By all accounts, ENACT is working. A four-year study completed by Columbia University in 2011 concluded that, across the board, ENACT students improve significantly in levels of verbal and non-verbal expression, demonstrations of trust, focus, engagement, and collaboration and cooperation with other students and adults. Researchers found that "the self-knowledge and understanding of others became actualized in the ENACT scene work." Teachers report dramatic and consistent improvements in classroom behavior and principals have documented improvements in attendance, grades and test scores.
In addition to weekly workshops with teaching artists, ENACT's Safe Haven program "embeds" itself in a school. What this means is that ENACT social workers and drama therapists become part of the fabric of the school, providing individual and small group counseling, serving on school leadership committees, and even doing home visits to parents and guardians. Jeffrey Chetriko, a principal in Harlem who has hosted ENACT's Safe Haven program in his school since the fall of 2014, has seen a 73% decrease in behavioral "incidents" that he must file. "My teachers love ENACT, not only for what they are doing for our kids, but for the practical professional development they provide."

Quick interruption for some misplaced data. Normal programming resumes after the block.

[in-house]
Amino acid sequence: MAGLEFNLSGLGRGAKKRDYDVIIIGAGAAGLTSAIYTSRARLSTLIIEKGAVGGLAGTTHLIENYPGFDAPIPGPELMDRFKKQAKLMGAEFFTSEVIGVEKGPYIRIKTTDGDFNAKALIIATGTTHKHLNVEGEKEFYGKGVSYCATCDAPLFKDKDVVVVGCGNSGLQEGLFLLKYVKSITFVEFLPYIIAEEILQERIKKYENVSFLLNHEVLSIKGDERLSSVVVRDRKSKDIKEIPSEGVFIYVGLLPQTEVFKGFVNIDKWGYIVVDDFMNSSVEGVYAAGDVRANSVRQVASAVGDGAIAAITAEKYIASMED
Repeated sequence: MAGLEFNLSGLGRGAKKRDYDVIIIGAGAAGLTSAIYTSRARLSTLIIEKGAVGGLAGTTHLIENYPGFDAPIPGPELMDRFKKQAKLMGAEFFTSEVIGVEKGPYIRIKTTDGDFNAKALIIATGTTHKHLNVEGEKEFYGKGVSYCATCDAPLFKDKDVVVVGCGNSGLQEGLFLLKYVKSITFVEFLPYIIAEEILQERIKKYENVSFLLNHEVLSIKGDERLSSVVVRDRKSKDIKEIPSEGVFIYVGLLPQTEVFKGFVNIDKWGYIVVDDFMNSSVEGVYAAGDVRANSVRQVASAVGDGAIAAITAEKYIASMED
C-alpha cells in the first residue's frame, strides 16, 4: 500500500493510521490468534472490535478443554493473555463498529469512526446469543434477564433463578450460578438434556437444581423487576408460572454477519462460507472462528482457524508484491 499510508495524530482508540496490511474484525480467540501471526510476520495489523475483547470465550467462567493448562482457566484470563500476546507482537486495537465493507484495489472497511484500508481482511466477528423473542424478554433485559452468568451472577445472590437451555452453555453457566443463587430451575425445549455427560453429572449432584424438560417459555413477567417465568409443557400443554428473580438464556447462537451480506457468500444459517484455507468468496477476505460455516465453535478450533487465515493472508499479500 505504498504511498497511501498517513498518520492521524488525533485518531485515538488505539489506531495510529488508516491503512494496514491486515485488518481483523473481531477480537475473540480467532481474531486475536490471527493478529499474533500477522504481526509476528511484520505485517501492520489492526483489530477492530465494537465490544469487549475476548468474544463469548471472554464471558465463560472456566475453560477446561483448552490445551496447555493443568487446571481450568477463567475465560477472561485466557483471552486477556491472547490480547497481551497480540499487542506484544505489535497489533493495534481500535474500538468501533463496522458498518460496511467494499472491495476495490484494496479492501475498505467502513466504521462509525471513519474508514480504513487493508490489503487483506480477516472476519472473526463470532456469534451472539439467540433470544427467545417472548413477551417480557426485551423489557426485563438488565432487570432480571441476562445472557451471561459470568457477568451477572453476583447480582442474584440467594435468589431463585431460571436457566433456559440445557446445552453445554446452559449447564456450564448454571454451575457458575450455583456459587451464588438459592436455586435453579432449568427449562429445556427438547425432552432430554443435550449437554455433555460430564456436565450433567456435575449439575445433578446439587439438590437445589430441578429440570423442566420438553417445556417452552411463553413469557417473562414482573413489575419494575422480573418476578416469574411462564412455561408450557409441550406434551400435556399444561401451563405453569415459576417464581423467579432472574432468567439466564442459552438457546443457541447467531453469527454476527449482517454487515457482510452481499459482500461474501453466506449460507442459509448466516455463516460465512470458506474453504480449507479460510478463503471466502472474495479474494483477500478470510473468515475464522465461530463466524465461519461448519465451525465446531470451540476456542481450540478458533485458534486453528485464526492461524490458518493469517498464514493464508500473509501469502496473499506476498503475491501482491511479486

"Schools like us because when we help students find their authentic voice, it's a win win for all involved," said Ms. Feldman. "Teachers report calmer classrooms, students start attending classes and disciplinary problems begin to abate."
But, she continued, the real champions are the students themselves. "When kids recognize that they are playing a starring role in the circumstances of their life, they begin to think seriously about how they want to develop and shape their story."